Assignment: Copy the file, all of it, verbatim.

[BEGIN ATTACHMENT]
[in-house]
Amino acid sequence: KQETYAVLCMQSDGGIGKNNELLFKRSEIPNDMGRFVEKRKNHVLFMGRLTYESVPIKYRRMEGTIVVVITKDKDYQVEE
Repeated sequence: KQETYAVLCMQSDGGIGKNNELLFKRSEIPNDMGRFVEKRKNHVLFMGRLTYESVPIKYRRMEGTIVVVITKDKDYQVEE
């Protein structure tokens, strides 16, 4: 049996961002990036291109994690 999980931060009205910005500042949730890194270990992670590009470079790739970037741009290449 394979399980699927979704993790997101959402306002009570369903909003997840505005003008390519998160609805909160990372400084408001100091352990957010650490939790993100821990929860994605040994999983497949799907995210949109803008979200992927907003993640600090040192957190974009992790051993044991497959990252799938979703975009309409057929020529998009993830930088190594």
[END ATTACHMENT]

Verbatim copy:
[in-house]
Amino acid sequence: KQETYAVLCMQSDGGIGKNNELLFKRSEIPNDMGRFVEKRKNHVLFMGRLTYESVPIKYRRMEGTIVVVITKDKDYQVEE
Repeated sequence: KQETYAVLCMQSDGGIGKNNELLFKRSEIPNDMGRFVEKRKNHVLFMGRLTYESVPIKYRRMEGTIVVVITKDKDYQVEE
């Protein structure tokens, strides 16, 4: 049996961002990036291109994690 999980931060009205910005500042949730890194270990992670590009470079790739970037741009290449 394979399980699927979704993790997101959402306002009570369903909003997840505005003008390519998160609805909160990372400084408001100091352990957010650490939790993100821990929860994605040994999983497949799907995210949109803008979200992927907003993640600090040192957190974009992790051993044991497959990252799938979703975009309409057929020529998009993830930088190594």